Southern Patagonia: An Adventure Cruise To The End Of The World

By Allie E. Almario

The Stella Australis with Magellenic Penguins near Patagonia and Cape Horn

Photo Courtesy

For many, heading to Cape Horn, the southern-most tip of South America, is a bucket list dream. Cape Horn is an isolated island in the southernmost point of the Tierra del Fuego archipelago. But the logistics and distances to get there are staggering.  That’s why an adventure cruise is the perfect choice to travel comfortably to Cape Horn. Aboard a small ship, you’ll witness incredible fjords, massive glaciers and waterfalls in intimate groups with experienced guides.



The most popular choice is to first fly Buenos Aires, Argentina where you can enjoy a few days in this vibrant city.  Fly next to Ushuaia, the gateway to Antarctica for many ships. Board a 5-day, 4-night cruise aboard a luxury ship like the Stella Australis or Ventus Australis from Ushuaia to Punta Arenas, Chile.  These ships carry a maximum of just 210 guests in 100 cabins, with daily guided excursions off the ship in small groups of 16 or less.

You’ll traverse the infamous Beagle Channel before reaching Cape Horn. Weather and sea conditions permitting, go ashore on the windswept island that harbors legendary Cape Horn (Cabo de Hornos). Discovered in 1616 by a Dutch maritime expedition — and named after the town of Hoorn in West Friesland — Cape Horn is a sheer 1,394-foot high rocky promontory overlooking the turbulent waters of the Drake Passage. For many years it was the only navigation route between the Pacific and Atlantic, and was often referred to as the “End of the Earth.”

A must stop is Magdalena Island, which lies about halfway between Tierra del Fuego and the Chilean mainland. The distinctive lighthouse was once an essential source of supplies for navigators and explorers. The island is inhabited by an immense colony of Magellanic penguins.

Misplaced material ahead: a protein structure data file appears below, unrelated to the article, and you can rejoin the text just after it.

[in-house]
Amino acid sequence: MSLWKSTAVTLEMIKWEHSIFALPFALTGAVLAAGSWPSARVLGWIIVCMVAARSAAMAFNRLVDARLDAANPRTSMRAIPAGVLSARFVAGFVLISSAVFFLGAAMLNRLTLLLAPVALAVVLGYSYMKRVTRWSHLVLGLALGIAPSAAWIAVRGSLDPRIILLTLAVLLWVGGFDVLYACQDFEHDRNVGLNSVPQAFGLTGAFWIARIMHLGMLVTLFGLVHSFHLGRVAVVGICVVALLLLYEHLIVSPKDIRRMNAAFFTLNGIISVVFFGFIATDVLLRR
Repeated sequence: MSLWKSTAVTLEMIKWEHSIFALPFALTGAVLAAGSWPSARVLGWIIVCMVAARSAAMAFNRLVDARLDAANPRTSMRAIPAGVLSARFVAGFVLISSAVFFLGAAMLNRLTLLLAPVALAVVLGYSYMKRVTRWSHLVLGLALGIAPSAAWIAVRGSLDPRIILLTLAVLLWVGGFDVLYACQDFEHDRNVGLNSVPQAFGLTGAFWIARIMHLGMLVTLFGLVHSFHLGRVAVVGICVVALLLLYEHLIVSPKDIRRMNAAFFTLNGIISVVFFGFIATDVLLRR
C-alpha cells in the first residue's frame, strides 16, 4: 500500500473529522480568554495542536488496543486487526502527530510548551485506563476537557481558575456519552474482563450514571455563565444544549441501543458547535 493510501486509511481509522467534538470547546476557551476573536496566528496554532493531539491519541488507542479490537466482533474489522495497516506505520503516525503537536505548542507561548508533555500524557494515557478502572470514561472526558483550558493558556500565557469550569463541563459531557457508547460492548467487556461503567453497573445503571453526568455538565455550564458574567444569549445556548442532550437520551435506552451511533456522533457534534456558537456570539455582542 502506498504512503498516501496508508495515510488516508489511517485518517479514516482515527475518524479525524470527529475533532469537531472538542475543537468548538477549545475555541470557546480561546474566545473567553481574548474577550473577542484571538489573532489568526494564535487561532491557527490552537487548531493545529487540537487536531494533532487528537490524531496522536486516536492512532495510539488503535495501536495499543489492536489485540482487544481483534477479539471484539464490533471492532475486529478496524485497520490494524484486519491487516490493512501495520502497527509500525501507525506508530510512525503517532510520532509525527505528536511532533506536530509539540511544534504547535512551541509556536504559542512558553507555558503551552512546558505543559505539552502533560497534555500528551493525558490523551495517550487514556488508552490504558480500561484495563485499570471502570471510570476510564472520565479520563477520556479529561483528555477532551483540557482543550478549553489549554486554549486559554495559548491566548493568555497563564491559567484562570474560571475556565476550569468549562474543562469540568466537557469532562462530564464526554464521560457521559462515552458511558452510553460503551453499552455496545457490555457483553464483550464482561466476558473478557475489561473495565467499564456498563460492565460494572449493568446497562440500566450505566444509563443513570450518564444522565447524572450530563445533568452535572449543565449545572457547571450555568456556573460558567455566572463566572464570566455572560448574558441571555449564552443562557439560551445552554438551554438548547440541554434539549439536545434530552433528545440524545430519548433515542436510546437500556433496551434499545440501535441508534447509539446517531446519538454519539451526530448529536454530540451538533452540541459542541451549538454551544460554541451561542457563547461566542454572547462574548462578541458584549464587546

Cruising is the only way to truly see the most of the majestic Chilean side of Patagonia.  The Ushuaia to Punta Arenas itinerary route is the better choice for travelers who are particularly interested in the region’s spectacular wildlife such as elephant seals, beavers, and the lively Patagonia penguins.

Since these ships are the only ones who stop at several different remote sites, they can guarantee exclusive access to landing spots as you head to shore by small zodiacs – no wet landings, just dry landings on piers and ramps. No matter your physical capability, anyone can disembark the ships and go for a guided hike.

Going by ship also guarantees you the most up close and personal experiences to wildlife and landscapes like you’ve never seen before. The national parks, glaciers and fjords you’ll visit are among the most beautiful in Patagonia and can not be reached by car or by foot.



While you are enjoying your cruise, the staff on board are also working hard to help protect the fragile eco-system. Often the team leaders and naturalist guides are actively participating in scientific research headed by universities and conservation groups, providing in-the-field and up-to-date data and sightings.

Ultimately this type of nature expedition cruise appeals to the wanderer in your soul. Each day you can step into some of the most remote landscapes in the world, but return to a luxury experience on board with fabulous food and an upscale cabin with panoramic windows.

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